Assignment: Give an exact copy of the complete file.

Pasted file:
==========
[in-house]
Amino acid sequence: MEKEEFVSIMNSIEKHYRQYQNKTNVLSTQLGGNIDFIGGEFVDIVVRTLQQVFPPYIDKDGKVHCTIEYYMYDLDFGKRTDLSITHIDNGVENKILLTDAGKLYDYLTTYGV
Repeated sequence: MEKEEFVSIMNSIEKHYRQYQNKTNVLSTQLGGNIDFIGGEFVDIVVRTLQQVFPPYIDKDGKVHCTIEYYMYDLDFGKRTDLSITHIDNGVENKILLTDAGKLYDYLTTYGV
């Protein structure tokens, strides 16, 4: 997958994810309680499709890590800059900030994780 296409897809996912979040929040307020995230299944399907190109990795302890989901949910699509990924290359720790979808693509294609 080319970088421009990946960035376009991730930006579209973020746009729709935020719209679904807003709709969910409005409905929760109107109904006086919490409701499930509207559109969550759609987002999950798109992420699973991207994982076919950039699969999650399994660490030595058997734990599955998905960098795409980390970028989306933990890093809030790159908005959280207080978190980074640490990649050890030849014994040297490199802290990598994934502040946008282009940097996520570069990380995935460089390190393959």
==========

[in-house]
Amino acid sequence: MEKEEFVSIMNSIEKHYRQYQNKTNVLSTQLGGNIDFIGGEFVDIVVRTLQQVFPPYIDKDGKVHCTIEYYMYDLDFGKRTDLSITHIDNGVENKILLTDAGKLYDYLTTYGV
Repeated sequence: MEKEEFVSIMNSIEKHYRQYQNKTNVLSTQLGGNIDFIGGEFVDIVVRTLQQVFPPYIDKDGKVHCTIEYYMYDLDFGKRTDLSITHIDNGVENKILLTDAGKLYDYLTTYGV
């Protein structure tokens, strides 16, 4: 997958994810309680499709890590800059900030994780 296409897809996912979040929040307020995230299944399907190109990795302890989901949910699509990924290359720790979808693509294609 080319970088421009990946960035376009991730930006579209973020746009729709935020719209679904807003709709969910409005409905929760109107109904006086919490409701499930509207559109969550759609987002999950798109992420699973991207994982076919950039699969999650399994660490030595058997734990599955998905960098795409980390970028989306933990890093809030790159908005959280207080978190980074640490990649050890030849014994040297490199802290990598994934502040946008282009940097996520570069990380995935460089390190393959």